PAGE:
Sarah Becan’s comic book series Shuteye is, appropriately enough, about dreams. In the dream world of the comic book, logic becomes symbolic, coincidences become fateful, and characters learn about themselves in surprising ways. Readers are teased as well; strange things happen in comic books all the time, so how are we to know that this isn’t real? For Becan, the dream state becomes a narrative and stylistic testing ground.
Becan published the first issue of Shuteye in 2005, when her brother had been trying to get some of his stories published. Instead, Becan transformed them into comic narratives, and the first two issues of Shuteye were born. Several more issues followed, each with a silk-screened cover and zine-style binding. The final issue was completed in 2011.
In Shuteye’s sixth and final issue, The Fetch, overworked waiter and boyfriend Jan finds an answer to all of his problems in a mysterious doppelganger. After complaining of a bizarre dream in which his phone call to his mother was answered by Jan himself, Jan’s dream plays out exactly in a Christmas-themed miracle that allows him to be with his mother and girlfriend for the holiday. Soon, the two Jans have a system worked out to their mutual benefit (with doppelganger Jan doing most of the chores), and everything seems fine – until Jan’s girlfriend learns the truth. A surprisingly poignant ending rounds out an entirely unexpected and interesting narrative.
Other installments of Shuteye are similarly labyrinthine in structure and interested in exploring the many facets of the dream state. An estranged father and child swap dreams one night, a soldier discovers a desert city that reorders and reconstructs itself each night, and a hiking trip takes a turn toward the impossible. In each case, Becan plays on the relatable and experiential nature of dreams and what they mean for the dreamer (and ourselves).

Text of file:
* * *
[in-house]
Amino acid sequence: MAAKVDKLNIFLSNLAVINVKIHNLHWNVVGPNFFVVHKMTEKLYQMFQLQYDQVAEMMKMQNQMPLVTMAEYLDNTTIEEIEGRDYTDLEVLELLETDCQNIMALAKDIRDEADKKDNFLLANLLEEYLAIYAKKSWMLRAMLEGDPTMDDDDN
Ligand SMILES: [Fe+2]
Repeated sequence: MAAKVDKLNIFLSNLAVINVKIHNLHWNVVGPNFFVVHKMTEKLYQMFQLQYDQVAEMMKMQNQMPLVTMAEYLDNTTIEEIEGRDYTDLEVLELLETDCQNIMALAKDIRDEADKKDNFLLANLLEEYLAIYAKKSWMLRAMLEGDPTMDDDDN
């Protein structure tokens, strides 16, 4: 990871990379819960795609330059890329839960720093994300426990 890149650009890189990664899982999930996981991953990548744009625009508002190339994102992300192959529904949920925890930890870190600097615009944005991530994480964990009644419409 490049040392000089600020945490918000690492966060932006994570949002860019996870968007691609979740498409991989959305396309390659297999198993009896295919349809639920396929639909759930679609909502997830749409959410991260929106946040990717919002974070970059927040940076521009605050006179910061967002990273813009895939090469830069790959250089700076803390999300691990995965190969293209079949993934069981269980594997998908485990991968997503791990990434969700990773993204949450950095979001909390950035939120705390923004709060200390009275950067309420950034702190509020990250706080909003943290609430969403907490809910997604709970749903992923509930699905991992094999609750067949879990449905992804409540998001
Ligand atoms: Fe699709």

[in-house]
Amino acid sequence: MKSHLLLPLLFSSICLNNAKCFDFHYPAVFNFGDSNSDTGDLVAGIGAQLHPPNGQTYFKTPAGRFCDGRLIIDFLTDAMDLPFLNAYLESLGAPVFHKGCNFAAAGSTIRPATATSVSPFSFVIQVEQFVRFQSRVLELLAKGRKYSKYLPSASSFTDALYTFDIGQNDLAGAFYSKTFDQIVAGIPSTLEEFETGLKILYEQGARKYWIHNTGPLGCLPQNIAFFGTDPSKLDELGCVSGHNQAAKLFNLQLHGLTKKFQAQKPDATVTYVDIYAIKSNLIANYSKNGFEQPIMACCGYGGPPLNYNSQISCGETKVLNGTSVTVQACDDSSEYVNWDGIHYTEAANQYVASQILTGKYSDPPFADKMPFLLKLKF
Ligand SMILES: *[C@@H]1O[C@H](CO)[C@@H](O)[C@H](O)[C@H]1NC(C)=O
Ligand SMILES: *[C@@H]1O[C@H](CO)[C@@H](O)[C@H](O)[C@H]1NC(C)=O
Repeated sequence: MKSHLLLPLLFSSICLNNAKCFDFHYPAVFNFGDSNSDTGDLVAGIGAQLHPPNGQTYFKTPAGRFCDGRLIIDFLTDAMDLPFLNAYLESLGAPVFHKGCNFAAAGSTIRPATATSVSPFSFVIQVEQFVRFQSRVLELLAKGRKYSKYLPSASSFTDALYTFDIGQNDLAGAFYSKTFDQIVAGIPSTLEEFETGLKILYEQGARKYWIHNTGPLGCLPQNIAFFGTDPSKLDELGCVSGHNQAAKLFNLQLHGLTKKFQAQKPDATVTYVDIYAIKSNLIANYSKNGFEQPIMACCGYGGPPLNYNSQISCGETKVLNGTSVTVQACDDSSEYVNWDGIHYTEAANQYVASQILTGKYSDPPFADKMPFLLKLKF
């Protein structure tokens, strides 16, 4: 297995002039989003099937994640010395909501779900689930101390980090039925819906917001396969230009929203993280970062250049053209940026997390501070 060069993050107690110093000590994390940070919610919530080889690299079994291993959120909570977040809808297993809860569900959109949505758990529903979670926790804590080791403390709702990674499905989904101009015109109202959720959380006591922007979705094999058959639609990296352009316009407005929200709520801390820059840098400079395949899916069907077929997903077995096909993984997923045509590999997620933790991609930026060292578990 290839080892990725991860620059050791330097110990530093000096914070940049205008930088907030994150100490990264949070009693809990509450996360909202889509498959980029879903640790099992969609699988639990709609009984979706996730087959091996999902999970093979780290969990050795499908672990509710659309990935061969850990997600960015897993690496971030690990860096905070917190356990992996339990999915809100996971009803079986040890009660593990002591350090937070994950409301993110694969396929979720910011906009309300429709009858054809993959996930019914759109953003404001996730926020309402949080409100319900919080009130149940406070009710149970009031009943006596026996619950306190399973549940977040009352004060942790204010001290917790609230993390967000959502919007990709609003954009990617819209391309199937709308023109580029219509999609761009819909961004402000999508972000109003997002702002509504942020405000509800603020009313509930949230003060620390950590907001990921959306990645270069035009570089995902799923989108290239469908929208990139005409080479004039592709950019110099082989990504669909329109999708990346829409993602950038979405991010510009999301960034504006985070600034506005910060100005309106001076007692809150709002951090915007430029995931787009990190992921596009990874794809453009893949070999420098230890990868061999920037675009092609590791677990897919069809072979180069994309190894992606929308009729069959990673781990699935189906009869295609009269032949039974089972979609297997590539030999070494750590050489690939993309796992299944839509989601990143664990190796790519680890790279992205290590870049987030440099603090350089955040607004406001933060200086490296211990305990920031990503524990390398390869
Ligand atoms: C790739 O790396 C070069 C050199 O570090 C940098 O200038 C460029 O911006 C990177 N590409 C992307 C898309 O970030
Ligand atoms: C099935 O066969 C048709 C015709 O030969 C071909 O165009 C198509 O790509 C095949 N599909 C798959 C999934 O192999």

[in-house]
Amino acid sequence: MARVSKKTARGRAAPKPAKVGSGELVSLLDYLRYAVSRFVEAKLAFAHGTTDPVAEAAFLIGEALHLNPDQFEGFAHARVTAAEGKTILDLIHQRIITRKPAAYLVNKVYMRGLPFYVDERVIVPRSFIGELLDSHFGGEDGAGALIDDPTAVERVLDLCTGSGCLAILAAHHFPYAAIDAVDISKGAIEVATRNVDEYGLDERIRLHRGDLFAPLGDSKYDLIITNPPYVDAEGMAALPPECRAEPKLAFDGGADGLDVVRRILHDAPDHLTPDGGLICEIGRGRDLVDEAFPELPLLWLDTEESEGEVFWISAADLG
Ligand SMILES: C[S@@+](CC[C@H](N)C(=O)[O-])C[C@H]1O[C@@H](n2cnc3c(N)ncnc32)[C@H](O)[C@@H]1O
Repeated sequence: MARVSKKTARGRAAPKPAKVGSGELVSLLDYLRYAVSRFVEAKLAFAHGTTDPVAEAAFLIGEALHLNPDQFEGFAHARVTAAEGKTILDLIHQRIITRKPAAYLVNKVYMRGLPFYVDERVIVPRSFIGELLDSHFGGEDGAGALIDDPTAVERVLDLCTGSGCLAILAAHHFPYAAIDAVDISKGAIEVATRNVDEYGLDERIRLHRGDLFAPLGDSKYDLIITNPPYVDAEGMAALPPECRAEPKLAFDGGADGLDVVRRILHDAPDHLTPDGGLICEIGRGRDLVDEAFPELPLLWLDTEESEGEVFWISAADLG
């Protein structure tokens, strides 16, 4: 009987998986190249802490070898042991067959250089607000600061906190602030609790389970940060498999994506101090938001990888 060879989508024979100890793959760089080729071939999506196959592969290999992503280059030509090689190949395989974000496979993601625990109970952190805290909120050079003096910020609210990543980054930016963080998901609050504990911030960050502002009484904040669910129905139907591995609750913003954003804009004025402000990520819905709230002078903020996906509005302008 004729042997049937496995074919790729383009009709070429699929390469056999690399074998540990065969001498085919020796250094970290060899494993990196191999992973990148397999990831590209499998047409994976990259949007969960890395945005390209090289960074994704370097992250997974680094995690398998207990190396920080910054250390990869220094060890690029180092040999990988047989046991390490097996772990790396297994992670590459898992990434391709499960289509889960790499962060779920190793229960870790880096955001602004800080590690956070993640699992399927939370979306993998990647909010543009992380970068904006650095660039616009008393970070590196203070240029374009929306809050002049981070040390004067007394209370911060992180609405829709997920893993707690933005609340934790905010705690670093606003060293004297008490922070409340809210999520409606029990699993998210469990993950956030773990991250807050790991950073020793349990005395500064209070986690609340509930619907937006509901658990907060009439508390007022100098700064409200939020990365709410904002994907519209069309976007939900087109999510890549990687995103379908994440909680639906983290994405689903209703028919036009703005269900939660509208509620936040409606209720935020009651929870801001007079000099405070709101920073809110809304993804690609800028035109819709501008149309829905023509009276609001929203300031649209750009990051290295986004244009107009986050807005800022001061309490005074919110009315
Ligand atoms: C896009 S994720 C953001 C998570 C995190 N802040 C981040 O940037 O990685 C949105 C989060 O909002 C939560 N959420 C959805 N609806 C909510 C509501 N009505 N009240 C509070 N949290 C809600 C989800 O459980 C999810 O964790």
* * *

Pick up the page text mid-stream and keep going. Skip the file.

Becan says of the series concept, “Some of the stories are based on dreams that I’ve had; some are just about the nature of dreaming, or the shifting logic of dreams.” She adds that the stories are “loosely connected”; at the end of each issue, the protagonist falls asleep and wakes up in someone else’s dream in the next issue.
Some writers might choose the more language-heavy and intellectual short-story medium when writing about dream narratives, but Becan sees the comic-book medium as something special. This type of storytelling has a strong connection with readers, she says: “Comics also have a kind of primal appeal for most of us. Just about everyone read the funny pages as a kid; we’re all familiar with the lexicon. We all know how to read comics. They’re approachable; they’re not intimidating.”
Comics also present Becan with unique opportunities to represent the dream state artistically, as her characters are all rounded outlines and soft curves, often with a brushwork backdrop. The art recalls a children’s book and reminds the reader that he or she is entering a blurry state between reality and imagination.
Having completed a successful Kickstarter campaign, Becan will publish the completed series of Shuteye in one volume with, she says, an epilogue that ties back to the first story. Cyclical storytelling makes sense in a narrative about dreams; you end where you start, but it feels like you’ve grown and changed anyway.